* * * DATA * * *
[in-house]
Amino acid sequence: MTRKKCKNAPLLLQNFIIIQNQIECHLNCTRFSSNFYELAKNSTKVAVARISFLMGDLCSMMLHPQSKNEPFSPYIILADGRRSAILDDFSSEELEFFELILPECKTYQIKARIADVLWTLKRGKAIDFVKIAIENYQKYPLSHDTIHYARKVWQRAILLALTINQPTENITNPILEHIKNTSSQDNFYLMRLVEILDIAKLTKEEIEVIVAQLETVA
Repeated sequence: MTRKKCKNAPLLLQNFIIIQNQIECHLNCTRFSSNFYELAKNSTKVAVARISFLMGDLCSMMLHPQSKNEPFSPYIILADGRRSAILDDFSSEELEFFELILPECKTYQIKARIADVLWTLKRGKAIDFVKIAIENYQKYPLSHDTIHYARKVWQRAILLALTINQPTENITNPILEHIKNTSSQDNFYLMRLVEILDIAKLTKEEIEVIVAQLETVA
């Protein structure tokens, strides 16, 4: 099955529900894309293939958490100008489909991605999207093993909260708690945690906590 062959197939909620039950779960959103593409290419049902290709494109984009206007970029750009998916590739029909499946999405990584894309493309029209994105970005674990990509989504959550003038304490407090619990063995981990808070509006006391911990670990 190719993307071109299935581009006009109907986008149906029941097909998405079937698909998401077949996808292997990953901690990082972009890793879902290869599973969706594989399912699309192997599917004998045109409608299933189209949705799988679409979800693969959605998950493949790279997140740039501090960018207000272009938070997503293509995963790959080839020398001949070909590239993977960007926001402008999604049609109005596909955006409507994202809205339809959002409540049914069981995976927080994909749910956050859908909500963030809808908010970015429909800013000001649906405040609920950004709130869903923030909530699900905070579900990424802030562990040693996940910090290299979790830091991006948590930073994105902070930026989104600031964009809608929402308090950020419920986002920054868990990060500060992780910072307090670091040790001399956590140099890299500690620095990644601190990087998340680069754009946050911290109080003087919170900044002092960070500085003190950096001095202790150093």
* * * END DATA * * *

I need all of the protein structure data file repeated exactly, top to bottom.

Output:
[in-house]
Amino acid sequence: MTRKKCKNAPLLLQNFIIIQNQIECHLNCTRFSSNFYELAKNSTKVAVARISFLMGDLCSMMLHPQSKNEPFSPYIILADGRRSAILDDFSSEELEFFELILPECKTYQIKARIADVLWTLKRGKAIDFVKIAIENYQKYPLSHDTIHYARKVWQRAILLALTINQPTENITNPILEHIKNTSSQDNFYLMRLVEILDIAKLTKEEIEVIVAQLETVA
Repeated sequence: MTRKKCKNAPLLLQNFIIIQNQIECHLNCTRFSSNFYELAKNSTKVAVARISFLMGDLCSMMLHPQSKNEPFSPYIILADGRRSAILDDFSSEELEFFELILPECKTYQIKARIADVLWTLKRGKAIDFVKIAIENYQKYPLSHDTIHYARKVWQRAILLALTINQPTENITNPILEHIKNTSSQDNFYLMRLVEILDIAKLTKEEIEVIVAQLETVA
């Protein structure tokens, strides 16, 4: 099955529900894309293939958490100008489909991605999207093993909260708690945690906590 062959197939909620039950779960959103593409290419049902290709494109984009206007970029750009998916590739029909499946999405990584894309493309029209994105970005674990990509989504959550003038304490407090619990063995981990808070509006006391911990670990 190719993307071109299935581009006009109907986008149906029941097909998405079937698909998401077949996808292997990953901690990082972009890793879902290869599973969706594989399912699309192997599917004998045109409608299933189209949705799988679409979800693969959605998950493949790279997140740039501090960018207000272009938070997503293509995963790959080839020398001949070909590239993977960007926001402008999604049609109005596909955006409507994202809205339809959002409540049914069981995976927080994909749910956050859908909500963030809808908010970015429909800013000001649906405040609920950004709130869903923030909530699900905070579900990424802030562990040693996940910090290299979790830091991006948590930073994105902070930026989104600031964009809608929402308090950020419920986002920054868990990060500060992780910072307090670091040790001399956590140099890299500690620095990644601190990087998340680069754009946050911290109080003087919170900044002092960070500085003190950096001095202790150093």